Aaron – We thought it would be more of a feeling rather than a trained thing. I can’t stand music some times. If it’s clear and perfected, polished, and nice! It’s great that you know guitar inside and out and can play it like god but I can’t do that and Christian can’t play the piano so now what do we have to do. Well ride that bike and make it sound nice & not nice. That’s why we/I don’t sing much. I can usually express more making sound then singing. And we tend to play our instruments in a way they were never meant to be played.

QRD – Do you see soundtrack work as your future?  Why is this a good/bad thing?

Christian – Soundtracks are what we really hoped to do in the first place, so it's a good thing. We've had our music in three movies so far and by summer's end we'll have another. It's slowly becoming our future. if thousands was built for soundtracks.

Aaron – I hope so. We love doing soundtrack work. We have always tried to add a visual to our performances because we don’t do muck on stage. It works. People like it. We are lucky to know Travis Wilkerson. He has really given us a great opportunity and I think we owe him because he has been a part of our success. This is a good thing, it is something we love & I would love to spend most of my time doing this work. To watch a film and hear your music! Wow what a feeling. Even if it’s a film you kid brother made, it’s still cool.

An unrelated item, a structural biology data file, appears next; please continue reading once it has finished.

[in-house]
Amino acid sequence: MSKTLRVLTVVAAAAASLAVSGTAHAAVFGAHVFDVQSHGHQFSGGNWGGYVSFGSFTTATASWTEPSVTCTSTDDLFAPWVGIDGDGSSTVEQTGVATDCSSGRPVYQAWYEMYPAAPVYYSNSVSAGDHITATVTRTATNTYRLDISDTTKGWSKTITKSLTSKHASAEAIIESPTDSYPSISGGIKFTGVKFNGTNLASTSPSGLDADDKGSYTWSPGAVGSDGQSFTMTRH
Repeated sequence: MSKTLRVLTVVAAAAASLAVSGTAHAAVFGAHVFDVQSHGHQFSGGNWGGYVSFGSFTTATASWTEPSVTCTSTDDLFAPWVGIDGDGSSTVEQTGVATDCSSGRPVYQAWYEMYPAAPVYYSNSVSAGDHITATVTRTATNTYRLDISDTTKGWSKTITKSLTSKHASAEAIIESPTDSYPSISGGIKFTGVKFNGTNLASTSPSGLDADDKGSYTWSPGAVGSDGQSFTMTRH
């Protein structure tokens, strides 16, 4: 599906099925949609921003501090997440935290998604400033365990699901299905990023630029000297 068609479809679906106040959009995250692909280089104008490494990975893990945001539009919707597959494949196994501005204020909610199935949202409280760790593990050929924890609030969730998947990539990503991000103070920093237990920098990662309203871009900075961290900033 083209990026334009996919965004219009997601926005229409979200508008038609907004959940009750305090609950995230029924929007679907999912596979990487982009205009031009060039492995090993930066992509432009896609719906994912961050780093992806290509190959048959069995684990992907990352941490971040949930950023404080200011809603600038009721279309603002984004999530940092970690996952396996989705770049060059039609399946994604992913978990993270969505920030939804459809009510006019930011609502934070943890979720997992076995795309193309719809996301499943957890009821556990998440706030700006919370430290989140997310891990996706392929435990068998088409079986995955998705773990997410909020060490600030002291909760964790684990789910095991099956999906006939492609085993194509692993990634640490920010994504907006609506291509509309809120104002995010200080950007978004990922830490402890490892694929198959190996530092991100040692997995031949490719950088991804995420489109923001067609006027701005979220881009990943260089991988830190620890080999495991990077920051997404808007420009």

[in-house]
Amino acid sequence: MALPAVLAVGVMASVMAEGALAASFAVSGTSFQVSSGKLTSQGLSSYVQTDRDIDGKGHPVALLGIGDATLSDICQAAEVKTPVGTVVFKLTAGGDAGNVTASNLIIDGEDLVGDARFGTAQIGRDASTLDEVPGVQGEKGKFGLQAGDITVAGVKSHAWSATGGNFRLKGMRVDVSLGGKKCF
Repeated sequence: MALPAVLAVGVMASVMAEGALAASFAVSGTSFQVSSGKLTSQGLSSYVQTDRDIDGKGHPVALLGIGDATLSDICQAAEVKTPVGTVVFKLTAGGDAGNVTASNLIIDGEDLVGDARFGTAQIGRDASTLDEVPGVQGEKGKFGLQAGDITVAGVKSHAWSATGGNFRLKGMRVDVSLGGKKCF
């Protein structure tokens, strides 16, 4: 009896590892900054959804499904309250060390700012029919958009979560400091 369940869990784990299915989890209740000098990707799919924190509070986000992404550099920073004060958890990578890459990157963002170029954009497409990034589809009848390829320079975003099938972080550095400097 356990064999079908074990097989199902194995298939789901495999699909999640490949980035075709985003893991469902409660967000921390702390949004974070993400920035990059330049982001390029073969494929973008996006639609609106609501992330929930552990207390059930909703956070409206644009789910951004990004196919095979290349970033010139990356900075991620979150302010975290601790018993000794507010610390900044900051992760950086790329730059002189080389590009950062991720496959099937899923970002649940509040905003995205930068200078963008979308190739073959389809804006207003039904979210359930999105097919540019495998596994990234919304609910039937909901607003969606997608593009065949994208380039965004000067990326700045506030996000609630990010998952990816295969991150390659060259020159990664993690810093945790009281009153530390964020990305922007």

QRD – Why did you decide to record Lullaby live?

Christian – I think we were still under the glow of Elegy.

Aaron – There was no other way we saw to do it. We completely improvised the recording. We shut our amps in a room with 12 mics and we played outside that room. We could only hear what we were doing half the time. We had no idea what was going on in that room. Was it too loud, too quiet, did it make sense, can Christian hear what I’m doing, can I hear him? The idea of this forced us to do so. It’s like exploration into something you know nothing about and we wanted to try.

QRD – Are you more pleased with recording at home or going to the studio & where do you expect to do your next record?

Christian – Both have their benefits and pitfalls. It's hard to say how the next album will be recorded. I have a bunch of ideas and I'm sure Aaron does also – so out of the two we'll meet on middle ground as we always do and it'll be slightly warped, hopefully.